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dc.contributor.authorKain, D.
dc.contributor.authorAgnello, A.
dc.contributor.authorHoffmann, M.
dc.contributor.authorGardner, J.
dc.description.abstractDogwood borer (DWB) infestation of burrknot tissue on apple dwarfing rootstocks is an increasing problem throughout the northeast. One insecticide, Lorsban, is currently the only efficient and effective chemical control available for DWB. Because of scrutiny of Lorsban under the EPA's FQPA policy, and the desire to increase options available to growers, a search for chemical alternatives to Lorsban has been ongoing. However, barriers to egg-laying by DWB may offer an effective, efficient, non-chemical control that may also serve as a deterrent to rodents. We tested four types of barriers including white latex paint, trunk wraps of Tyvek and veterinary gauze, and a sprayable, non-woven ethylene vinyl acetate (EVA). These were compared with the Lorsban standard and an untreated check. All barriers were effective in preventing DWB infestation, and remained intact throughout the growing season. However, paint and the EVA treatments held up better going into the winter. We also discuss economic considerations.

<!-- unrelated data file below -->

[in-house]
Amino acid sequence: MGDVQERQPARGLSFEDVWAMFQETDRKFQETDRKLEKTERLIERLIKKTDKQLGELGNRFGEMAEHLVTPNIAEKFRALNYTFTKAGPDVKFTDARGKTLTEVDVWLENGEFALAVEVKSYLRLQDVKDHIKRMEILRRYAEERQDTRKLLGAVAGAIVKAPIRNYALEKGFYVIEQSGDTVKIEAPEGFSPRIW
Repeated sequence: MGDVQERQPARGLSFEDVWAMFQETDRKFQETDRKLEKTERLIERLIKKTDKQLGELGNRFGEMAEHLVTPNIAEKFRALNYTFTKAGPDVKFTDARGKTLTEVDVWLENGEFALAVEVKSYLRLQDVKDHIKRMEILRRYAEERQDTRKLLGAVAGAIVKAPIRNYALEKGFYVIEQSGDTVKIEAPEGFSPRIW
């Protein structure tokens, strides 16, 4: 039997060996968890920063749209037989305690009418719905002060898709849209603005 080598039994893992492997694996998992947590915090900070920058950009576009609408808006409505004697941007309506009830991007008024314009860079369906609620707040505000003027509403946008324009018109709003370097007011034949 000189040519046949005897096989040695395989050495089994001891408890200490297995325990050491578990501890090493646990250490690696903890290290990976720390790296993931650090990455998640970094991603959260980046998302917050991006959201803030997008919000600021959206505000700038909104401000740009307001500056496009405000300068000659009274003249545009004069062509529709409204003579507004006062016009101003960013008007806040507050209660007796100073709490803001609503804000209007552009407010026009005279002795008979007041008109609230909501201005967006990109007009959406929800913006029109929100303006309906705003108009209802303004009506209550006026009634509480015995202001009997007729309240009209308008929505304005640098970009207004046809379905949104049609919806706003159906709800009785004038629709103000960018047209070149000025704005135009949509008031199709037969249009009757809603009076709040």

dc.publisherNew York State IPM Program
dc.subjectAgricultural IPM
dc.subjectTree Fruit
dc.titleUse of Physical Barriers to Prevent Borer Infestations of Apple Burrknots

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